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Till yesterday, I was a happy user of out-of-the-box emacs + erlang-mode. Then my colleague started contributing to the project (using some windows editor), and it seems he is not very happy with the mixed indent mode used by default by erlang-mode. Here is an example. This a part of a function, written using auto-indent on erlang-mode

handle_info(get_gss_latest_versions, State) ->
    GetReqIds = fun(Branch) ->
            GetInfoUri = State#state.gss_uri ++ Branch ++ "/api/getinfo",
            case ibrowse:send_req(GetInfoUri, [], get, [], [{stream_to, self()}]) of
                {ibrowse_req_id, ReqId} ->
                {ReqId, Branch};
                {error, Reason} ->

If you take a closer look, you'll see that line 2 (starting with GetReqIds) is indented with 4 spaces. Line 3 is indented with 3 tabs. Line 5 is indented with 3 tabs + 4 spaces. Line 6 is indented with 4 tabs. As a result, most (dumb) editors (unlike emacs) display lines 5 and 6 (the ones starting with {ibrowse and {ReqId) at the same indentation level. Which looks ugly. (even stackoverflow shows them that way).

I had a look at several prominent erlang softwares (like gproc) and most of them seem to use spaces-only indentation mode.

So my questions are:

  1. Am I doing it wrong (seems likely to me).
  2. If spaces-only is the predominant indentation way, why is erlang-mode not implementing it (or not configured to using it by default)?
  3. How can I configure erlang-mode to force spaces-only?
  4. What's the "right way" after all? Things like cross-editor compatibility seem to matter, and we can't make all editors as smart as emacs.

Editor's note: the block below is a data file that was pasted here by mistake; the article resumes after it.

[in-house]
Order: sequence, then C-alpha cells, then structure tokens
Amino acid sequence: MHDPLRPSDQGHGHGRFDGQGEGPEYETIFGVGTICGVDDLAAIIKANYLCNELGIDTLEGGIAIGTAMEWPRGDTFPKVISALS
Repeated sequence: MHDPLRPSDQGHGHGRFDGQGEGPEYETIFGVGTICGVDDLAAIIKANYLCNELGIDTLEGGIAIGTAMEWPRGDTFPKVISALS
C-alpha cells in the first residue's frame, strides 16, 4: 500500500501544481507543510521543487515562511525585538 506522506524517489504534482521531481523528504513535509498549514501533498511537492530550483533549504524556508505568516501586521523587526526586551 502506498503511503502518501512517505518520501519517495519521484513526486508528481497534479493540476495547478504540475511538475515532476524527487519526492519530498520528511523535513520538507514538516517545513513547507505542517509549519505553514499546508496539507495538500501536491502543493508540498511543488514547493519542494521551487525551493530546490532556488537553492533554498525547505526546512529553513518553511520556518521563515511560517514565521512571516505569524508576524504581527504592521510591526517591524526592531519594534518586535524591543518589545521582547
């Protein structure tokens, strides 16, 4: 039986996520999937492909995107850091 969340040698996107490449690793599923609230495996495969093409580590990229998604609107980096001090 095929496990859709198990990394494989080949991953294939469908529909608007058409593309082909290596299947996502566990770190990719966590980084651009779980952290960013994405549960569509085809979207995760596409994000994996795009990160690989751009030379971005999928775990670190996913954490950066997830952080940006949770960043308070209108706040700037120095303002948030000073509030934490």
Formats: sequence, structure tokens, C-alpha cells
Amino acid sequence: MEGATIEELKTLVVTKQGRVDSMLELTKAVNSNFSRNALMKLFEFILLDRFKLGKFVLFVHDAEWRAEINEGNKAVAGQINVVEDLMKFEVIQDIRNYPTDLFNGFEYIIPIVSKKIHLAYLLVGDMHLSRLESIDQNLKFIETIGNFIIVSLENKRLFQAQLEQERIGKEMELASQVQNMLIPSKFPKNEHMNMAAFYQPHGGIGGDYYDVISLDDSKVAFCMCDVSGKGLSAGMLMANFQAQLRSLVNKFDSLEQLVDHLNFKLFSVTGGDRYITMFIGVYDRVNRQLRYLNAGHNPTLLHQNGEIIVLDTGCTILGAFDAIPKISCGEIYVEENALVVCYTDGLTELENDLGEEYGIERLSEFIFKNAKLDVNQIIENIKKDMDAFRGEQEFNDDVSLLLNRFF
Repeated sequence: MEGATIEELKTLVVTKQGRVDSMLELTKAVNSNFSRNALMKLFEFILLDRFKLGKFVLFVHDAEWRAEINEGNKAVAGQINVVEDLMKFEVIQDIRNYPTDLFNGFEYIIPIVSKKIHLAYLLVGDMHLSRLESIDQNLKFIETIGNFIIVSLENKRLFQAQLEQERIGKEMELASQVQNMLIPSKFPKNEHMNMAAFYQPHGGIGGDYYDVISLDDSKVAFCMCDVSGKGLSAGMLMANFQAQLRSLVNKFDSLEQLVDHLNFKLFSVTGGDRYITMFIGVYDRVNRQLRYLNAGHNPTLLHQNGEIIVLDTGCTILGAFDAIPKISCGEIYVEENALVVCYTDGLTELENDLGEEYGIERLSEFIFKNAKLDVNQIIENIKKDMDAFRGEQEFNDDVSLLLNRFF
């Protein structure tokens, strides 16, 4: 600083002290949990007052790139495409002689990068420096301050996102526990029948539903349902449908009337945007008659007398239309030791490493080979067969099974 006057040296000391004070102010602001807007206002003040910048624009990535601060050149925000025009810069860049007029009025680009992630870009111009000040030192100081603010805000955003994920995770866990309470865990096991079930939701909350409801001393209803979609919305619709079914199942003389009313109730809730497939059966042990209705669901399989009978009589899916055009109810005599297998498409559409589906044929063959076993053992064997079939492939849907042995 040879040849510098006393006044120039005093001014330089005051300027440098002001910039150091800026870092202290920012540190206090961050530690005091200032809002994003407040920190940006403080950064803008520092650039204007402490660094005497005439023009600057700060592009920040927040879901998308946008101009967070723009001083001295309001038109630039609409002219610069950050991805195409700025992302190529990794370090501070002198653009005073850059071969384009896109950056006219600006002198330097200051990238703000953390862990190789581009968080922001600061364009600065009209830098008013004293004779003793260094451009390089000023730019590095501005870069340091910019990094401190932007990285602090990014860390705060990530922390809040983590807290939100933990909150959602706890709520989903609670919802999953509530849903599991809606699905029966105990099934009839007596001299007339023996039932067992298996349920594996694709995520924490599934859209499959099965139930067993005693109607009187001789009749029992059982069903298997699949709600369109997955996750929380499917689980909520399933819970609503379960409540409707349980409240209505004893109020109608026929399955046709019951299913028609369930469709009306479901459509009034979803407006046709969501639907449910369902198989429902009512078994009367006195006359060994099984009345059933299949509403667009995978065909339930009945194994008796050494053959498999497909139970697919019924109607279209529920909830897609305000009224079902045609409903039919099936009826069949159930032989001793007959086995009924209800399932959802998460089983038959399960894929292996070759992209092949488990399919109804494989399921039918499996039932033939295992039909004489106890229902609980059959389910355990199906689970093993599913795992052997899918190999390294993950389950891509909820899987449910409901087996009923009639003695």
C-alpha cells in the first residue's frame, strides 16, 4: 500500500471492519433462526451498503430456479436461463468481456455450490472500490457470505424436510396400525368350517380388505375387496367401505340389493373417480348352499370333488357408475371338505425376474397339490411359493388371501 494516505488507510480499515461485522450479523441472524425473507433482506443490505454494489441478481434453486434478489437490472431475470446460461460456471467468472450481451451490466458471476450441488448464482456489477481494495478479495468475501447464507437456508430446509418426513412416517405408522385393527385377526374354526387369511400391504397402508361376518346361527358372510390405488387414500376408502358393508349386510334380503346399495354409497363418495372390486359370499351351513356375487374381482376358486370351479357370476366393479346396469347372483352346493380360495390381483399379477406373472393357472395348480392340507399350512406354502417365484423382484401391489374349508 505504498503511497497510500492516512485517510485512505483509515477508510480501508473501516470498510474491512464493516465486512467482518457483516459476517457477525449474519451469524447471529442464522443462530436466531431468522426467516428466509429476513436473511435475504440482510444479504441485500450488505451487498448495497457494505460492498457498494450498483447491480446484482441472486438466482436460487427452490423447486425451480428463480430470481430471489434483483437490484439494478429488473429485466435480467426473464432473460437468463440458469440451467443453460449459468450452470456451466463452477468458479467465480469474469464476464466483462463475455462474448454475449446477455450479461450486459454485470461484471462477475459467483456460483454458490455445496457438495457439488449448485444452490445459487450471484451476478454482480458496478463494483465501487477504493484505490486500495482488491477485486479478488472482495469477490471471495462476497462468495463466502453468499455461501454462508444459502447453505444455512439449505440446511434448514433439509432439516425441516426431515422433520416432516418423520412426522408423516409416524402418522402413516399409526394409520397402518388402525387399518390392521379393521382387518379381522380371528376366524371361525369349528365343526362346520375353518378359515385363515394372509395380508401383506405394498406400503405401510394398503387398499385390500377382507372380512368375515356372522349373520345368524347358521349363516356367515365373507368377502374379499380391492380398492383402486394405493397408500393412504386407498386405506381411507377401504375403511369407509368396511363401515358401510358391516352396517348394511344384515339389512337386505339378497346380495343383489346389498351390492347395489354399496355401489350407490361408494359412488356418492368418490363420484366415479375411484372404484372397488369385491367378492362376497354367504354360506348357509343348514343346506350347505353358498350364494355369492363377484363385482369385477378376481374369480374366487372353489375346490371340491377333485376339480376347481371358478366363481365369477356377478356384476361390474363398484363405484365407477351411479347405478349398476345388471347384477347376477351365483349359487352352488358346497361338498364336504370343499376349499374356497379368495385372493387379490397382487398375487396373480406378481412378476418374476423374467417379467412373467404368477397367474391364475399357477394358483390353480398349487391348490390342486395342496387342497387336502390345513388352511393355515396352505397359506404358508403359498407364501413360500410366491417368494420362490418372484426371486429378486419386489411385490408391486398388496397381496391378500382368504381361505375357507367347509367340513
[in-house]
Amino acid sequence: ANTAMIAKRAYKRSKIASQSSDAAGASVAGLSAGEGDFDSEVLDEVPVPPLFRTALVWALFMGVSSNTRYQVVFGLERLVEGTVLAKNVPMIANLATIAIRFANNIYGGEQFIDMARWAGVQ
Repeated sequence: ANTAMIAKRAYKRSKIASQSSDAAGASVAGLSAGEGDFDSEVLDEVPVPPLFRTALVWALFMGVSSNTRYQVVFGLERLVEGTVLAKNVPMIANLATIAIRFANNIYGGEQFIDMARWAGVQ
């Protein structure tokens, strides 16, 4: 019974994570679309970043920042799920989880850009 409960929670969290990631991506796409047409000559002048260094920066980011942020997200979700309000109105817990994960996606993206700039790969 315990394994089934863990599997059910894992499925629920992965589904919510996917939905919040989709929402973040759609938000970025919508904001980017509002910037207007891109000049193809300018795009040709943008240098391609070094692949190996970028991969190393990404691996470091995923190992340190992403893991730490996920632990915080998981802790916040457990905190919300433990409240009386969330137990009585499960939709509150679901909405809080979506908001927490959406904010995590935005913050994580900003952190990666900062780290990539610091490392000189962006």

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I would say, spaces only is preferred mode for all languages, especially in case different editors / ides are used in the project. 3 to 7 extra bytes saved by tabs are not worth it. –  Konstantin Pribluda Nov 1 '11 at 10:44
@HolgerJust - That's exactly how I feel right at the moment :) –  loxs Nov 1 '11 at 11:00
I used to think that tabs only was best (as it saves bytes :-p now seriously, because it's more difficult to get unaligned indents by just one difficult to spot character). But in the end, I felt that the most beautiful way was mixing: tabs for syntactic indentation plus spaces for inner alignment. –  fortran Nov 1 '11 at 11:50
Using tabs in Emacs is fine as long as you only use Emacs to edit your files. How Emacs handles tabs is defined and consistent. It when you then try to edit the file in another editor which handles tabs differently you run into problems and it looks "funny". Setting Emacs to only use spaces alleviates this. –  rvirding Nov 2 '11 at 8:40

2 Answers 2

up vote 6 down vote accepted

This seems to be the right solution for me, right at the moment (put in ~/.emacs) :

(add-hook 'erlang-mode-hook '(lambda() (setq indent-tabs-mode nil)))

I shamelessly copied it from here: http://erlang.2086793.n4.nabble.com/erlang-mode-emacs-tabs-vs-spaces-td2096289.html

share|improve this answer
Right. And to convert all TABs in your buffer to spaces: select everything using 'C-x h' and then issue 'M-x untabify'. –  alexurba Nov 1 '11 at 14:08

To generally disable tabs in indention, not only, but also for erlang-mode, use:

(set-default 'indent-tabs-mode nil)
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